The Johnson & Johnson vaccine only requires one dose per person, which could massively speed up distribution
The COVID-19 vaccine rollout is continuing to gain steam, with the national average surpassing 1.5 million shots per day in recent weeks. As coronavirus cases decline and it starts to feel like hope is finally on the horizon, there’s even more good news: A third shot is likely to receive emergency use authorization from the FDA, and it could happen as soon as this week.
Johnson & Johnson and the FDA released a detailed analysis of clinical trials of the vaccine this week, and FDA announced that the results meet its requirements for emergency use authorization. The Johnson & Johnson vaccine was found to be 66 percent effective against all symptomatic COVID cases, and 85 percent effective at preventing severe disease. Most importantly, this shot was found to be effective against all known variants of the virus that are currently circulating. It was less effective at preventing symptoms from the worrying strain in South Africa that other companies’ shots have failed against, but it was effective at preventing people who contracted that strain from becoming severely sick.
Preliminary data also shows that this vaccine may help prevent asymptomatic infections. If that’s true, it could be major in helping slow the spread of the virus, in addition to protecting people from getting sick and dying.
The next step is for a public hearing to be held, which is scheduled for Friday. There, the FDA’s independent advisory committee will give an official recommendation either for or against approving Johnson & Johnson’s vaccine. If they support authorization, the FDA could make it official as early as Friday evening. Johnson & Johnson says it could produce 20 million doses over the next few weeks, and deliver 100 million by the end of June, which is obviously significant.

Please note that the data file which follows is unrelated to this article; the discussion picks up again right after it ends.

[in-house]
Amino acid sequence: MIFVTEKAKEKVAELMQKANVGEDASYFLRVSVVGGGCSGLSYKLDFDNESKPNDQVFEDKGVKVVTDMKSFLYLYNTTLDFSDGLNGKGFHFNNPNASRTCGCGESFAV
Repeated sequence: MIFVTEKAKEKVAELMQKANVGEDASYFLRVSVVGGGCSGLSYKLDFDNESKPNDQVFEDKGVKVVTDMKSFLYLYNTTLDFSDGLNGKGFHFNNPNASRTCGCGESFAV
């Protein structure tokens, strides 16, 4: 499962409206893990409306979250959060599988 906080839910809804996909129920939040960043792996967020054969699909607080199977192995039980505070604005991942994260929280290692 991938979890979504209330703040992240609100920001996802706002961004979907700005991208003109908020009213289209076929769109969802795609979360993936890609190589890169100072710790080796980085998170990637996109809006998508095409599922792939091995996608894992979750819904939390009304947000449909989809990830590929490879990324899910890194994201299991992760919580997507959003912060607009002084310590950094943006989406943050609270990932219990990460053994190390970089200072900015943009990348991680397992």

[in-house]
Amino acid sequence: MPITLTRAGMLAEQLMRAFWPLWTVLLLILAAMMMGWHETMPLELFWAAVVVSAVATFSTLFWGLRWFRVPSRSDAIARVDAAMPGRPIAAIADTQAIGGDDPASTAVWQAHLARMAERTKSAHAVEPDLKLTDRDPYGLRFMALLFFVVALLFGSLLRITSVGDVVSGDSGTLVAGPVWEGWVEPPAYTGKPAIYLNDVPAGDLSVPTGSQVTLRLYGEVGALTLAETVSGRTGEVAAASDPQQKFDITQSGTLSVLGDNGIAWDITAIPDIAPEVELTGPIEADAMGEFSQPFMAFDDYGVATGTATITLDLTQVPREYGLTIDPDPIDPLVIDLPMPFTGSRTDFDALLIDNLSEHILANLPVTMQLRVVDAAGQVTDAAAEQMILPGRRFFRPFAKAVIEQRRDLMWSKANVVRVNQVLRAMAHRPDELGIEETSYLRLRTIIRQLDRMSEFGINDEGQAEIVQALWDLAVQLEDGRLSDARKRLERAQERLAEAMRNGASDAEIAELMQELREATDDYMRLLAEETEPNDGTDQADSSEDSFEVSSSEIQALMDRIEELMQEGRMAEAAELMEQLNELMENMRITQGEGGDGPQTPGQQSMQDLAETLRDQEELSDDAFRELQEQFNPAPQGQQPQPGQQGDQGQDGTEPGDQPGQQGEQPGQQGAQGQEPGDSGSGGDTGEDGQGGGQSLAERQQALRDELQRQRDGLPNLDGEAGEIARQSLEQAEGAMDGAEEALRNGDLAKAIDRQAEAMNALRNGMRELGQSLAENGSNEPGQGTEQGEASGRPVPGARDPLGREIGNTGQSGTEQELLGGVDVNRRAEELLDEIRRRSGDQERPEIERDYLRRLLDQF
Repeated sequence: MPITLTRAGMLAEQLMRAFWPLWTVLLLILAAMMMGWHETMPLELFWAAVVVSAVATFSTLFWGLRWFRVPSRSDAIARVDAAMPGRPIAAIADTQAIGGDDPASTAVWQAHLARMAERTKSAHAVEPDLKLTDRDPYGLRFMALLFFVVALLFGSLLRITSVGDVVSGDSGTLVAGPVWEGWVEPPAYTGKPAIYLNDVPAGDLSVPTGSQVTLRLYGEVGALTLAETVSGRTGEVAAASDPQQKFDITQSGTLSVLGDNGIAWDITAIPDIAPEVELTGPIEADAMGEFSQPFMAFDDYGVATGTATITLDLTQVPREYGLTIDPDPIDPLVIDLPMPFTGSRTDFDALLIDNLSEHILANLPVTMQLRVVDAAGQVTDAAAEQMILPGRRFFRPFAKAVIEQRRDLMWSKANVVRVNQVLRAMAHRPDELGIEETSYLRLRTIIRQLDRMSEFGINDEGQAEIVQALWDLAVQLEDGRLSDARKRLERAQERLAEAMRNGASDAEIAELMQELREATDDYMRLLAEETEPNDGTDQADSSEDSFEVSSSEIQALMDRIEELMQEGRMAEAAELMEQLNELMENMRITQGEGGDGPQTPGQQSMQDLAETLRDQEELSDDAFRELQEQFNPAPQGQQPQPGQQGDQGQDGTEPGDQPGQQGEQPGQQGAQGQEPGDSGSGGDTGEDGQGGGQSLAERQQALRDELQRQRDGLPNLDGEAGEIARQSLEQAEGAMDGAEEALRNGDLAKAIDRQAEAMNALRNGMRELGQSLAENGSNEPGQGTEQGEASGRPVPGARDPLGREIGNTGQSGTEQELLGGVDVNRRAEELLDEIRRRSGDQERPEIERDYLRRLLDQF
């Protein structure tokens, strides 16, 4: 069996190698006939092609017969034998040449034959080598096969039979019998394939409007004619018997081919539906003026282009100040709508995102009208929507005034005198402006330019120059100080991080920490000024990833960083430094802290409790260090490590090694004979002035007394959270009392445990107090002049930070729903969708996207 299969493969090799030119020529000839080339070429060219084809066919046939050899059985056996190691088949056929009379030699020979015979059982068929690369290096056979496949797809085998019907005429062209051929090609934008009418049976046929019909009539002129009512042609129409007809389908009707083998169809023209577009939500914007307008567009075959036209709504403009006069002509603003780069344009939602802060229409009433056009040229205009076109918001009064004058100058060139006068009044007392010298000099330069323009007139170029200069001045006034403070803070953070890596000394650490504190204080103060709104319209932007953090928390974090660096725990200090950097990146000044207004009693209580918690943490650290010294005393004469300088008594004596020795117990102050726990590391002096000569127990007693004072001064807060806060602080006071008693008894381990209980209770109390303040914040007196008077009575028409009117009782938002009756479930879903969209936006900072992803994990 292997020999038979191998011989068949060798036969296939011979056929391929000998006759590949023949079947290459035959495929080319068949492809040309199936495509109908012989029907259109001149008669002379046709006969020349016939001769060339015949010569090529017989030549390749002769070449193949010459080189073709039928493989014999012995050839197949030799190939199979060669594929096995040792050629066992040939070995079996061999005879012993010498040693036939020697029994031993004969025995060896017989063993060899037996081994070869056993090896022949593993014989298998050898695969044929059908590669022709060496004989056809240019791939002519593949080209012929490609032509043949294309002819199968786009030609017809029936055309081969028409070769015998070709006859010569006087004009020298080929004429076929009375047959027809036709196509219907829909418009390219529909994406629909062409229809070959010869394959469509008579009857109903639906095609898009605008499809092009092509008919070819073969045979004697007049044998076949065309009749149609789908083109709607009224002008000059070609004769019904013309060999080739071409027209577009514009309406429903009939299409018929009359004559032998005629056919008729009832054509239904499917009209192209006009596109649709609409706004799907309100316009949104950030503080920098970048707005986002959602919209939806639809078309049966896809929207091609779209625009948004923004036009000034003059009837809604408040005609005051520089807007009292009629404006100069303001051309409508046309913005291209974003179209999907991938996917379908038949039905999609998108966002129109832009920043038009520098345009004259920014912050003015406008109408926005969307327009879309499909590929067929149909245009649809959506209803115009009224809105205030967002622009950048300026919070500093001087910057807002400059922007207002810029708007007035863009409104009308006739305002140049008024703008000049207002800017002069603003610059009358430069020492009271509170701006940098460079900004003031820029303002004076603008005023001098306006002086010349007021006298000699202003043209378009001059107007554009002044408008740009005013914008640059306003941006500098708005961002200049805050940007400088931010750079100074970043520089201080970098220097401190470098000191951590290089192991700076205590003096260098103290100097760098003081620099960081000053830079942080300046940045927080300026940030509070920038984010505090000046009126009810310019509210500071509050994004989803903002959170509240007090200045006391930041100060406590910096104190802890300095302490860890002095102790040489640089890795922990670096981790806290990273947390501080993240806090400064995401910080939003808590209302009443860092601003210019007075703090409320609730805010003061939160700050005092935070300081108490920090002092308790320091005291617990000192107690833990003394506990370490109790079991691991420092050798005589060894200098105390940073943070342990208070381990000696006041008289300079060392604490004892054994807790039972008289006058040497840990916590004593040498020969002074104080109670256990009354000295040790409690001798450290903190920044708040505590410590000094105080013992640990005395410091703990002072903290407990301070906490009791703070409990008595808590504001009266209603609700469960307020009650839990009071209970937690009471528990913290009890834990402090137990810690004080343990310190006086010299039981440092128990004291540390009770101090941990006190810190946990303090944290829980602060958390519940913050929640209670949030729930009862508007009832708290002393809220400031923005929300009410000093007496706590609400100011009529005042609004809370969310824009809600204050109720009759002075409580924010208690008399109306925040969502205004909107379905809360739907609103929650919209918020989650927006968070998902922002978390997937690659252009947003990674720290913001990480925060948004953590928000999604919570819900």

What’s so groundbreaking about this vaccine is that it only requires a single dose per person. All other shots that have been granted emergency use authorization in the U.S. require two doses, spaced several weeks apart. That has posed logistical problems, and hospitals and pharmacies struggle to schedule their patients for two appointments each on the right timeline. It’s also meant that even though 100 million doses were quickly delivered, that was only enough for 50 million people to be fully vaccinated.
Johnson & Johnson has also submitted its vaccine to the World Health Organization and other public health oversight organizations for approval to distribute it globally.